Thanks to Microsoft not only do I have to fix my friends and family PC (well actually Windows) issues, but they now keep asking me about the cloud. So in retaliation I’m going to write about the total opposite: how you can get web applications to run offline using HTML5.
There have been a number of open and proprietary technologies that have allowed applications to be delivered and updated through the web but to operate locally. Some of these have been dependant on plug-ins e.g. flash, Silverlight or platform specific such as Microsoft HTA.
HTML5 now brings with it features that not only allow you to run applications offline but also to store data and content with it too. Of course you may be thinking with 3G, 4G and Wifi we have ubiquitous broadband anytime anywhere, but you only have to take a stroll out of the city to realise we are not quite there. In fact the success of mobile apps has highlighted the need for local offline applications.
First an application can check whether it is online or offline by checking the navigator.online property (it is a simple Boolean). There are also events to notify an application of a change in status so an application can behave as desired in either it’s online or offline state. HTML5 allows you to define a “Manifest” , essentially this simply lists the files (pages, images, scripts etc...) an application wants the browser to store (cache) locally so that they can be read when offline. There are also events and processing that can be programmed to control how and when the cached pages are refreshed, this includes the ability to show progress bars whilst a large application is being downloaded to the cache.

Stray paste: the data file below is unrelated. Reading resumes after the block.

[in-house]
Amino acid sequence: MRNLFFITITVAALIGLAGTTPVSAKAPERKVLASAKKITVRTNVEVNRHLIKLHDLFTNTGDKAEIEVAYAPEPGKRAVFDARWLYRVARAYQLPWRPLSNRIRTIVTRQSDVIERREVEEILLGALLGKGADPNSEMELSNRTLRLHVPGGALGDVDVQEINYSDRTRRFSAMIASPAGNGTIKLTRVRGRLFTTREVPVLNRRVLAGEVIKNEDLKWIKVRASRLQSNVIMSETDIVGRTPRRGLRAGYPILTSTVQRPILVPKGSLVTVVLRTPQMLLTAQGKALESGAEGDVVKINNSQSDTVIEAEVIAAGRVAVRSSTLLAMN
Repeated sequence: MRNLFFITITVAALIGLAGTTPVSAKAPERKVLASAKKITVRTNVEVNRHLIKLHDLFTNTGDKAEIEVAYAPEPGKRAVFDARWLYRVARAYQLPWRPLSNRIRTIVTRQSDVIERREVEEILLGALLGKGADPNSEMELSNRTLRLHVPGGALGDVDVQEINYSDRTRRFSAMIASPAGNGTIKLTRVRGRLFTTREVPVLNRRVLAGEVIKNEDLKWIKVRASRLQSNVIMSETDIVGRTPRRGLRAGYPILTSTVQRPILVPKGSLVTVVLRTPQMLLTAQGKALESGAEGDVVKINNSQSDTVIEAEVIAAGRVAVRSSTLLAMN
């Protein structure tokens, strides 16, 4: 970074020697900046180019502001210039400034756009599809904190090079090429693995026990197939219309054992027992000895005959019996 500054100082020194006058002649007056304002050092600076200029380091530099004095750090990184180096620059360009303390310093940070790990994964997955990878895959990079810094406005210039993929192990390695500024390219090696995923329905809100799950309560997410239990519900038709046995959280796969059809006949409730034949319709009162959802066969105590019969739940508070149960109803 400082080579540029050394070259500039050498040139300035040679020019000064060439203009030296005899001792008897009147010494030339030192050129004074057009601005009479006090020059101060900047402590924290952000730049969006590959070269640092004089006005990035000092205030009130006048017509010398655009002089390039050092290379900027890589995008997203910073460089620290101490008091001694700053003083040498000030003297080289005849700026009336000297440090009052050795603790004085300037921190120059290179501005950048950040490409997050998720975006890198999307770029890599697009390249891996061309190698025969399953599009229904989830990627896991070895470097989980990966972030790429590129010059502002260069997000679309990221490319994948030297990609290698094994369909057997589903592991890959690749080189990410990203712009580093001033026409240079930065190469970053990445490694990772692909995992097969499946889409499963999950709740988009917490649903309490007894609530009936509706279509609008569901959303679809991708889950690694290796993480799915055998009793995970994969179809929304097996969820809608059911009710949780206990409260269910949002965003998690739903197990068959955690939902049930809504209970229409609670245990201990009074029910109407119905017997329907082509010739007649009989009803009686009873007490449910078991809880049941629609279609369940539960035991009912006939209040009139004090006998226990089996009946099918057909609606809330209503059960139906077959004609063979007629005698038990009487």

There aren’t many applications that don’t rely on stored data. HTML5 WebStorage specification provides new API’s for persisting data as simple key value pairs. There are two options here: sessionStorage or localStorage. The key difference between the two is how long the data is kept for. Simply, if your application just needs data whilst it is currently running (and not after the browser is closed) then use sessionStorage , otherwise if your application needs data that can be used after browser re-starts use localStorage.
Although this sounds similar to cookies, these API’s are far more efficient and can store far more data than cookies. Both options provide getItem, setItem and removeItem methods for retrieving, storing and removing values. There are also events that can be trapped and processed by an application when data changes. For me the WebStorage specification is one of the most exciting as I have previously blogged the need for “client side session management” to improve performance and efficiency of web applications. In many applications this simple storage of data will not be enough and users will want much more the capabilities of a database that can be queried and sorted. Here the IndexDB specification comes to the rescue. This specification deserves a blog post in it’s own right, so for now I’m going to leave it as HTML5’s answer to having a local database capability.
So HTML5 brings a host of features to make rich, dynamic applications with local storage work offline a reality. But we are still a way off from this being a ubiquitous solution as standards/specifications gets finalised and desktop browser’s play catchup with enabling these new features.
However the time is right for your organisations to re-evaluate the technologies used for offline applications as HTML5 is a serious contender for the future that is inevitably going to require a cross platform approach to both online and offline.
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